Who then is to decide what it is that the disabled person needs, and by what yardstick does he make his decision? I do not find the answer difficult. In the simplest case it is the individual social worker who decides. In more complicated cases there may have to be what is called a comprehensive assessment. But in every case, simple or complex, the need of the individual will be assessed against the standards of civilised society as we know them in the United Kingdom, or, in the more homely phraseology of the law, by the standards of the man on the Clapham omnibus. Those standards may vary over time. What was acceptable in Victorian England might not be acceptable today. Expectations have risen. But this does not pose any difficulty. The assessment of the needs of the disabled individual against contempoary standards is left to the professional judgment of the social worker concerned, just as the need for a by-pass operation is left to the professional judgment of the heart specialist.
Who then decides what are the contemporary standards against which the social worker assesses the individual's needs? Again the answer seems straightforward. The standard is that set by the social services committee of the local authority in question. No doubt this was one of the reasons why social services committees were set up in the first place by section 2 of the Local Authority Social Services Act 1970, so as to represent the views of ordinary members of the public. Standards may vary from one local authority to another. But since the United Kingdom is relatively homogeneous, the standards may be expected to approximate to each other over time.
It is said that the standards of civilised society as interpreted by the social services committee of a particular local authority is too imprecise a concept to be of any practical value. I do not agree. But even if it were so, I do not see how it becomes less imprecise by bringing into consideration the availability of resources. Resources can, of course, operate to impose a cash limit on what is provided. But how can resources help to measure the need? This, as it seems to me, is the fallacy which lies at the heart of the Council's argument.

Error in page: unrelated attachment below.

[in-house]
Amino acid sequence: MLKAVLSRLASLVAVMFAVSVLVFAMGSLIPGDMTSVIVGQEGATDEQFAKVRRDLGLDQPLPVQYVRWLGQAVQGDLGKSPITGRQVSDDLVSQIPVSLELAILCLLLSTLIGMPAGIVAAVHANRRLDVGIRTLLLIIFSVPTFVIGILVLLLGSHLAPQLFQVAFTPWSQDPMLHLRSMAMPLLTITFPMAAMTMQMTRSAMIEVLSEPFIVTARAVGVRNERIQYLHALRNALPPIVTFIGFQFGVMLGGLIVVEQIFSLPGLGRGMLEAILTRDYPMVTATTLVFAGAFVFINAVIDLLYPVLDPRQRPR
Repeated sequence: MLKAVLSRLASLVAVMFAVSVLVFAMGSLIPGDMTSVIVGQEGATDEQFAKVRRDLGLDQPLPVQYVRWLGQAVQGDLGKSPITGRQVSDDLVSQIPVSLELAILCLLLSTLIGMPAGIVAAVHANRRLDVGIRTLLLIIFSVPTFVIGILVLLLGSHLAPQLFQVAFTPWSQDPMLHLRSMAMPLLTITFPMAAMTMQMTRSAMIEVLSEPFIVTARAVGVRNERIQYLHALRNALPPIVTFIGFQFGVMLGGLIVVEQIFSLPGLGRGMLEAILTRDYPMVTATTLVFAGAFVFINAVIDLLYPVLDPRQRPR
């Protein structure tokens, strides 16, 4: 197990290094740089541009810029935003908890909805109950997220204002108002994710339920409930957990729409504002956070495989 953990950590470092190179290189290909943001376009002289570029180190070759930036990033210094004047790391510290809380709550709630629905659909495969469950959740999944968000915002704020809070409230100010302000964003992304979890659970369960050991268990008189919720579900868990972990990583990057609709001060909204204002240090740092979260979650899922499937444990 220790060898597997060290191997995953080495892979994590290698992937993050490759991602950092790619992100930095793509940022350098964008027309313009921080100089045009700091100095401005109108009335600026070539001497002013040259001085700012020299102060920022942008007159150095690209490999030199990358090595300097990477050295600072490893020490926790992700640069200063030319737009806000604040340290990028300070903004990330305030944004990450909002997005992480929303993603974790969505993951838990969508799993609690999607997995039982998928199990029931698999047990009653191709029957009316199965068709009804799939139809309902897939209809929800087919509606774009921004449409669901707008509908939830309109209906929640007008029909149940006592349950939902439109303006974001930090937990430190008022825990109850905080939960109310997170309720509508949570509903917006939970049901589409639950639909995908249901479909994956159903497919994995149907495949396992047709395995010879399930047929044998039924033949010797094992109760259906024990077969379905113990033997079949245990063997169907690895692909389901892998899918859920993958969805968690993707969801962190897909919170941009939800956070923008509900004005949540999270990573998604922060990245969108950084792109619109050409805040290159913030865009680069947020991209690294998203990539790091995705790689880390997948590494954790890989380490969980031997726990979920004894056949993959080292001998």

The point can be illustrated by a simple example. Suppose there are two people with identical disabilities, living in identical circumstances, but in different parts of the country. Local authority A provides for his needs by arranging for meals-on-wheels four days a week. Local authority B might also be expected to provide meals-on-wheels four days a week, or its equivalent. It cannot, however, have been Parliament's intention that local authority B should be able to say "because we do not have enough resources, we are going to reduce your needs." His needs remain exactly the same. They cannot be affected by the local authority's inability to meet those needs. Every child needs a new pair of shoes from time to time. The need is not the less because his parents cannot afford them.
There was much discussion in the course of the hearing of the appeal about "eligibility criteria." This is the departmental way of describing the standard against which an individual's needs are judged. Local authorities are encouraged to publish their own eligibility criteria. The Council has not fallen behind in this respect. There are elaborate tables included among our papers in which different degrees of disability are set against varying degrees of isolation from the community and other relevant factors. There are recommendations about the level of services which are appropriate for different combinations of disability and individual circumstances. Thus for a given degree of disability and a given degree of isolation (to take two of the relevant factors) the recommended home care might be for meals-on-wheels three times a week (or equivalent), cleaning twice a week and laundry once a fortnight. What is interesting about all this for present purposes is that nowhere in the tables is there any reference to resources. Nor is there any reason why there should be. The eligibility criteria can work perfectly well without taking resources into account, as Mr. Pleming was prepared to concede. With respect to those who take a different view, I can see no necessity on grounds of logic, and no advantage on grounds of practical convenience, in bringing resources into account as a relevant factor when assessing needs.